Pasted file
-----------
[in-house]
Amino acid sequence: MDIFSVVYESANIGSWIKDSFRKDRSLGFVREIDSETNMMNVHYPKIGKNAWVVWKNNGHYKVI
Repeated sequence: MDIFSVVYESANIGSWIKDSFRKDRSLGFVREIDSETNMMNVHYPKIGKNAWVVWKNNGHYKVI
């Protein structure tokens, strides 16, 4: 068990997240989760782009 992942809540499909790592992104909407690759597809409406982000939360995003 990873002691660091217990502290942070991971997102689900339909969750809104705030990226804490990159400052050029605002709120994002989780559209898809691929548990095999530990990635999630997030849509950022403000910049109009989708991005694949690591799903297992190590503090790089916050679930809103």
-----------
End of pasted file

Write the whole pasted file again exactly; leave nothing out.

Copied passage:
[in-house]
Amino acid sequence: MDIFSVVYESANIGSWIKDSFRKDRSLGFVREIDSETNMMNVHYPKIGKNAWVVWKNNGHYKVI
Repeated sequence: MDIFSVVYESANIGSWIKDSFRKDRSLGFVREIDSETNMMNVHYPKIGKNAWVVWKNNGHYKVI
């Protein structure tokens, strides 16, 4: 068990997240989760782009 992942809540499909790592992104909407690759597809409406982000939360995003 990873002691660091217990502290942070991971997102689900339909969750809104705030990226804490990159400052050029605002709120994002989780559209898809691929548990095999530990990635999630997030849509950022403000910049109009989708991005694949690591799903297992190590503090790089916050679930809103």